Superintendents are under siege. I'm not talking about Michelle Rhee, who's doing just fine, thank you, parlaying her work in D.C. into a lucrative one-woman reform movement. I'm thinking about her former colleagues, toiling in school districts throughout the land, up nights obsessing about accountability, rewarding excellence and promoting innovation, STEM, turning around low-performing schools, college and career-ready standards and assessments. Not to mention the increasingly fraught battles about teacher tenure and merit pay. Everyone from Duncan on down has been weighing in on "last-in, first-out" (LIFO), the latest wrinkle in the ongoing, contentious debate about teacher quality. Their reward for all this stress? Last month, New Jersey Governor Christie imposed a salary cap on superintendent pay. And on February 28, Andrew Cuomo followed suit, proposing a bill that has New York State's school chiefs and their reps up in arms, provoking threats of resignation and dire consequences for children's education.
Why the sympathy for superintendents? I've long had a sweet spot for school chiefs, who have been among the most ardent supporters of early childhood education. My official baptism into early education policy came in the form of a project I directed that looked at 68 partnerships in low-income communities between community-based early childhood programs and public school districts. Our report, Partnering for Success, called for a vision of education reform that includes early childhood education; absent that vision, the goal of universal school readiness would remain elusive. Among the findings: 84 percent of the programs reported higher levels of performance in the primary grades; 60 percent of the programs reported fewer behavior problems and reduced retention on the prekindergarten level; and nearly 40 percent, reduced incidence of grade retention. And here's the kicker: School superintendents were prime initiators in launching and sustaining more than three quarters of the partnerships.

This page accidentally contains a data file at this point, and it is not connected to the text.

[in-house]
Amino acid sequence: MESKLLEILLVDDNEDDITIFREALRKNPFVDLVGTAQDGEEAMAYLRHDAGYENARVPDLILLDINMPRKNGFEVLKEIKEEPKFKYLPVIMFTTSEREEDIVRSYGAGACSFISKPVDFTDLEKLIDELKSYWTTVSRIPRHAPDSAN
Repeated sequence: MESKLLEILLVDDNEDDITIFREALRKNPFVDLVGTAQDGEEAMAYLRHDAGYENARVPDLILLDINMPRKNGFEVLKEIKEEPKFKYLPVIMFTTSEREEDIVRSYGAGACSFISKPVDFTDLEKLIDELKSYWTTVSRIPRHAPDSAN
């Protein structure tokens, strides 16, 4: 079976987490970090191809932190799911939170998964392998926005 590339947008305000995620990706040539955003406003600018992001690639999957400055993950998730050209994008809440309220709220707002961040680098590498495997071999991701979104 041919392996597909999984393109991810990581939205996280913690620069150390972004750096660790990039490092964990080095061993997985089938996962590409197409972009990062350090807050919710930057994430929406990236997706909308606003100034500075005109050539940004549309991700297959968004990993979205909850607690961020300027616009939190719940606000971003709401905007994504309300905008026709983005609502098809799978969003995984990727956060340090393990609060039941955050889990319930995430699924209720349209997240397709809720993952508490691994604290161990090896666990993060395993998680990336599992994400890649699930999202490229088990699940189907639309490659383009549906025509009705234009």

These days, as the nation continues to struggle with an intractable achievement gap and declining college graduation rates, the notion of integrating early education into broader reform efforts is gaining greater traction, sanctified, at the federal level, by Obama and Duncan in their "Cradle to Career" agenda. Encouraging them, among others, is the New America Foundation, where Lisa Guernsey's and Sara Mead's A Next Social Contract for the Primary Years of Education urges that pre-K be viewed as "a fundamental component of the education system, not an optional add-on."
What this new paradigm requires, however, is buy-in from K-12 leadership. And superintendents are the linchpins of this enterprise.
I was reminded of their role last week, at a DC policy forum, "Before Birth and Up through Third Grade," where I shared a table with one of New Jersey's own, the superintendent of Red Bank. A panelist, Janine Bacquie, Director of Early Childhood for the Montgomery County Public Schools, evoked the work of retiring superintendent Jerry Wiest, long committed to integrating early childhood into his district reform efforts. And then I listened, enraptured, to Washington's Bette Hyde, former superintendent of the 5,500-student Bremerton School District, and current Director of Early Learning for the state. As superintendent, Hyde was known for partnering with local early childhood programs and agencies to improve kindergarten readiness and strengthen connections between communities and their local public schools -- a vision she's now charged with taking statewide.
Education reforms wax and wane, and the pace of change is never fast enough. But I continue to take comfort in the words of Ray McNulty, a former member of the ranks of superintendents who, two weeks after a child was born in Brattleboro, Vermont, in 2000, sent a letter to the parents welcoming the child to the high school graduating class of 2018:
As superintendents, I think we need to step up and constantly talk about "our children." Those are our children in the district when they are born. We need to embrace that opportunity and do away with the standing at the schoolhouse steps. The more we do that, encouraging our faculty to get involved and looking at the community, I think we'll see it happen.
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